They need to be pretty warm(~85-90F on the brooder floor right under the lamp and 10-20 degrees cooler at the other end of brooder) for the first day or two, especially if they have been shipped, until they get to eating, drinking and moving around well. But after that it's best to keep them as cool as possible for optimal feather growth and quicker acclimation to outside temps. A lot of chick illnesses are attributed to too warm of a brooder. I do think it's a good idea to use a thermometer on the floor of the brooder to check the temps, especially when new at brooding, later I still use it but more out of curiosity than need.

The best indicator of heat levels is to watch their behavior:
-If they are huddled/piled up right under the lamp and cheeping very loudly, they are too cold.
-If they are spread out on the absolute edges of the brooder as far from the lamp as possible, panting and/or cheeping very loudly, they are too hot.
-If they sleep around the edge of the lamp calmly just next to each other and spend time running all around the brooder they are juuuust right!

The lamp is best at one end of the brooder with food/water at the other cooler end of the brooder, so they can get away from the heat or be under it as needed. Wattage of 'heat' bulb depends on size of brooder and ambient temperature of room brooder is in. Regular incandescent bulbs can be used, you might not need a 'heat bulb'. If you do use a heat bulb make sure it's specifically for poultry, some heat bulbs for food have teflon coatings that can kill birds. You can get red colored incandescent bulbs at a reptile supply source. A dimmer extension cord is an excellent way to adjust the output of the bulb to change the heat without changing the height of the lamp.

Or you could go with a heat plate, commercially made or DIY: http://www.backyardchickens.com/a/pseudo-brooder-heater-plate

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Wyorp Rock

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Sep 20, 2015
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Thanks everyone! :hugs I think I misunderstood which chick “crack” she was talking about supplementing with. I thought she was talking about grit which clearly she wasn’t. So I bought a small bag of rocks for my baby chicks. GREAT! I kind of wish she would have asked me about what I was buying since I only bought it and the chick starter. You read, you think you understand, ask questions, think you’re good and then BAM! You realize you were lost in the sauce an hour ago. :oops: Nothing beats feeling like an idiot. I did correlate the temperature of the coop with pasty butt. I felt as if I needed to add the light so they could get warm enough to come out and get their food and water. Thankfully the temps are up a bit now and I can remove that except for maybe during the morning since I have the brood heater. Unless, I missed something there too! :confused:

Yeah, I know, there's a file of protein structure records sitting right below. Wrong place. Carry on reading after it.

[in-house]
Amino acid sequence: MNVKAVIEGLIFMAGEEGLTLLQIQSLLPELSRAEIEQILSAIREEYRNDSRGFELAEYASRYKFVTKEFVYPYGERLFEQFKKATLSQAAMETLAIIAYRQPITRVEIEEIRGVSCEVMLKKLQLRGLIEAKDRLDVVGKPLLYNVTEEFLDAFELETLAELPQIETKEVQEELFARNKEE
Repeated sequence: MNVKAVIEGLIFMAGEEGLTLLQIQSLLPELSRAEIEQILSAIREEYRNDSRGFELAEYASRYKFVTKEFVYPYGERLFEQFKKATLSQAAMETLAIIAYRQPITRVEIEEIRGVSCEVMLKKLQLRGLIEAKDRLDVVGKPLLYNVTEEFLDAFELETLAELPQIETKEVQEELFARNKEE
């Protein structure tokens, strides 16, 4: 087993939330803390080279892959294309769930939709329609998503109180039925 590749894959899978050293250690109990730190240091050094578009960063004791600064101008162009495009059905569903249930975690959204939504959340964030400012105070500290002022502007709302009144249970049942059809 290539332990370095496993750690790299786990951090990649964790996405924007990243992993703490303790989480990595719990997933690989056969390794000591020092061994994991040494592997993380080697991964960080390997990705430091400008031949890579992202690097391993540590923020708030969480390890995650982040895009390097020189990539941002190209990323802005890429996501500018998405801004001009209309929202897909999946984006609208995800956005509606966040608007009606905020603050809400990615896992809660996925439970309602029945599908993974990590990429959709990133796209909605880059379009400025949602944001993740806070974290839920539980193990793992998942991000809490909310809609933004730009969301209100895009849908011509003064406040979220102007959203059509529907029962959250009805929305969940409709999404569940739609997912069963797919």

Sounds like you have it going right!
I do offer my chicks grit first thing, you did get the right thing in my book.
 

flygirl1973

Chirping
Feb 1, 2019
103
109
86
Waynesboro, TN
Apparently I didn’t hit “post”. Hey @A_Fowl_Guy, I don’t believe she even mentioned that, it was another type of crumble she said they would eat loads of. I just looked save a chick up on TSC and yep, I don’t think she mentioned that. :rantI read earlier this week someone had given their chicks electrolytes and it caught my eye because I hadn’t heard about it. Well, I guess my chicks are survivors. Score 1 for them, -1 for me!
 

flygirl1973

Chirping
Feb 1, 2019
103
109
86
Waynesboro, TN
Thanks again everyone! It seemed to me like the chicks were comfy, I had the heat plate available and the heat lamp-fairly high since I had the wire on top the crate. There were some under the plate and some lying around in pairs or individually in the light and around it. I asked on the heat plate thread when I’m supposed to raise it but it seems we’ve turned to that here. I’ve now quit the ACV and the grit. No heat lamp today and won’t be any tonight. They are a bit more under the heat lamp but they come out when something peaks their interest. And thank you @Wyorp Rock for telling me you do the same.